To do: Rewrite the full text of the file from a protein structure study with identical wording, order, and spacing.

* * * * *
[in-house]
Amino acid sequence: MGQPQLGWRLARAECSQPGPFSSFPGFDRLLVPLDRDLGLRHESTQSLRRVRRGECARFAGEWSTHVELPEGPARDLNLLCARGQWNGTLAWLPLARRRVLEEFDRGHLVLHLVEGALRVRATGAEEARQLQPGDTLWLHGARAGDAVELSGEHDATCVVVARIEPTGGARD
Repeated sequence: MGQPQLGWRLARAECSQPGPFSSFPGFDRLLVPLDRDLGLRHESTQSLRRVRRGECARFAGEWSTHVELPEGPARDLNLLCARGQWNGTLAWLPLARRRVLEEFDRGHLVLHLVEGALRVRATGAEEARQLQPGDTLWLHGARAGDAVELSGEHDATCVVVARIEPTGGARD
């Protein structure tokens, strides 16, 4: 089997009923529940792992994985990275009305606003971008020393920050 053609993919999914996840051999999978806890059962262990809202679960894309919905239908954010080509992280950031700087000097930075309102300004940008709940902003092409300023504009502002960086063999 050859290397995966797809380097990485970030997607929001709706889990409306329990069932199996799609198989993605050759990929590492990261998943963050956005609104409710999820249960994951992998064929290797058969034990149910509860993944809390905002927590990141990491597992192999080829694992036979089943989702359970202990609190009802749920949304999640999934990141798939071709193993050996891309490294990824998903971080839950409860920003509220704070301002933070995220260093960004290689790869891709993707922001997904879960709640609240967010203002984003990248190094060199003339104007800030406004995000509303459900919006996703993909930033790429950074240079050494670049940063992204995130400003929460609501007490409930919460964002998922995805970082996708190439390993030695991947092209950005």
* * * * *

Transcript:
[in-house]
Amino acid sequence: MGQPQLGWRLARAECSQPGPFSSFPGFDRLLVPLDRDLGLRHESTQSLRRVRRGECARFAGEWSTHVELPEGPARDLNLLCARGQWNGTLAWLPLARRRVLEEFDRGHLVLHLVEGALRVRATGAEEARQLQPGDTLWLHGARAGDAVELSGEHDATCVVVARIEPTGGARD
Repeated sequence: MGQPQLGWRLARAECSQPGPFSSFPGFDRLLVPLDRDLGLRHESTQSLRRVRRGECARFAGEWSTHVELPEGPARDLNLLCARGQWNGTLAWLPLARRRVLEEFDRGHLVLHLVEGALRVRATGAEEARQLQPGDTLWLHGARAGDAVELSGEHDATCVVVARIEPTGGARD
């Protein structure tokens, strides 16, 4: 089997009923529940792992994985990275009305606003971008020393920050 053609993919999914996840051999999978806890059962262990809202679960894309919905239908954010080509992280950031700087000097930075309102300004940008709940902003092409300023504009502002960086063999 050859290397995966797809380097990485970030997607929001709706889990409306329990069932199996799609198989993605050759990929590492990261998943963050956005609104409710999820249960994951992998064929290797058969034990149910509860993944809390905002927590990141990491597992192999080829694992036979089943989702359970202990609190009802749920949304999640999934990141798939071709193993050996891309490294990824998903971080839950409860920003509220704070301002933070995220260093960004290689790869891709993707922001997904879960709640609240967010203002984003990248190094060199003339104007800030406004995000509303459900919006996703993909930033790429950074240079050494670049940063992204995130400003929460609501007490409930919460964002998922995805970082996708190439390993030695991947092209950005």